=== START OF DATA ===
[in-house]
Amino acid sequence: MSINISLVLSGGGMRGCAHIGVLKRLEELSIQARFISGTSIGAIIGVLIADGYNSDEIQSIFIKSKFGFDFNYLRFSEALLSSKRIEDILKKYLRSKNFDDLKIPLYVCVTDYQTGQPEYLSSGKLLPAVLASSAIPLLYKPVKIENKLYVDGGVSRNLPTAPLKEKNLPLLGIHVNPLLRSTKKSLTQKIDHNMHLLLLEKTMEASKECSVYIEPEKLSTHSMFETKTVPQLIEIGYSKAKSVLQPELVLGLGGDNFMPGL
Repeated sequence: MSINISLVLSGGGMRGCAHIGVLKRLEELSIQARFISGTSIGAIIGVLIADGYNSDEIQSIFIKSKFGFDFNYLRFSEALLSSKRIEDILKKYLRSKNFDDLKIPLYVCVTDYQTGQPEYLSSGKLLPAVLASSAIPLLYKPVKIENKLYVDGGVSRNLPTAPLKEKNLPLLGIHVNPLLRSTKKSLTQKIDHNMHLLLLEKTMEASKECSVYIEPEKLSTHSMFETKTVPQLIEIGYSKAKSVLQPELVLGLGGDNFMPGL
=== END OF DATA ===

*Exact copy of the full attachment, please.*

[in-house]
Amino acid sequence: MSINISLVLSGGGMRGCAHIGVLKRLEELSIQARFISGTSIGAIIGVLIADGYNSDEIQSIFIKSKFGFDFNYLRFSEALLSSKRIEDILKKYLRSKNFDDLKIPLYVCVTDYQTGQPEYLSSGKLLPAVLASSAIPLLYKPVKIENKLYVDGGVSRNLPTAPLKEKNLPLLGIHVNPLLRSTKKSLTQKIDHNMHLLLLEKTMEASKECSVYIEPEKLSTHSMFETKTVPQLIEIGYSKAKSVLQPELVLGLGGDNFMPGL
Repeated sequence: MSINISLVLSGGGMRGCAHIGVLKRLEELSIQARFISGTSIGAIIGVLIADGYNSDEIQSIFIKSKFGFDFNYLRFSEALLSSKRIEDILKKYLRSKNFDDLKIPLYVCVTDYQTGQPEYLSSGKLLPAVLASSAIPLLYKPVKIENKLYVDGGVSRNLPTAPLKEKNLPLLGIHVNPLLRSTKKSLTQKIDHNMHLLLLEKTMEASKECSVYIEPEKLSTHSMFETKTVPQLIEIGYSKAKSVLQPELVLGLGGDNFMPGL